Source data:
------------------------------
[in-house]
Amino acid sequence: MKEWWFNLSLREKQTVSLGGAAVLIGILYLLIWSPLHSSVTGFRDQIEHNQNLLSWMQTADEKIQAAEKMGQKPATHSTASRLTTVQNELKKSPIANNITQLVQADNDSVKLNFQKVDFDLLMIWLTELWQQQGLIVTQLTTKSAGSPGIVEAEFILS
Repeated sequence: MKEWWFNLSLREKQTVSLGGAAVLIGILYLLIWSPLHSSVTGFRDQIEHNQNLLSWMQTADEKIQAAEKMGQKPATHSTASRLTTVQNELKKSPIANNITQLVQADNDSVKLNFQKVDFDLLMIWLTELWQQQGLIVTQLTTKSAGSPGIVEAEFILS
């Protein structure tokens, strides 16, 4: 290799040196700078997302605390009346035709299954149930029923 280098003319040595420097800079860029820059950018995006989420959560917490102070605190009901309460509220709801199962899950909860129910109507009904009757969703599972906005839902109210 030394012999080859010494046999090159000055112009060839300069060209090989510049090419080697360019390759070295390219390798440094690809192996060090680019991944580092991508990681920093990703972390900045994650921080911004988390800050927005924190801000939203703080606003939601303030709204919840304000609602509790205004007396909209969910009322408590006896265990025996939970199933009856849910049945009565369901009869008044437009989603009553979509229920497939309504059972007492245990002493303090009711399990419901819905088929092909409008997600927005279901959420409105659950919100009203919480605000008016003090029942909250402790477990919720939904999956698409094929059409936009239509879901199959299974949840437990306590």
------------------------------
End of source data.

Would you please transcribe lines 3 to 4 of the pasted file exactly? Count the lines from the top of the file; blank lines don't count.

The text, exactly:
Repeated sequence: MKEWWFNLSLREKQTVSLGGAAVLIGILYLLIWSPLHSSVTGFRDQIEHNQNLLSWMQTADEKIQAAEKMGQKPATHSTASRLTTVQNELKKSPIANNITQLVQADNDSVKLNFQKVDFDLLMIWLTELWQQQGLIVTQLTTKSAGSPGIVEAEFILS
């Protein structure tokens, strides 16, 4: 290799040196700078997302605390009346035709299954149930029923 280098003319040595420097800079860029820059950018995006989420959560917490102070605190009901309460509220709801199962899950909860129910109507009904009757969703599972906005839902109210 030394012999080859010494046999090159000055112009060839300069060209090989510049090419080697360019390759070295390219390798440094690809192996060090680019991944580092991508990681920093990703972390900045994650921080911004988390800050927005924190801000939203703080606003939601303030709204919840304000609602509790205004007396909209969910009322408590006896265990025996939970199933009856849910049945009565369901009869008044437009989603009553979509229920497939309504059972007492245990002493303090009711399990419901819905088929092909409008997600927005279901959420409105659950919100009203919480605000008016003090029942909250402790477990919720939904999956698409094929059409936009239509879901199959299974949840437990306590």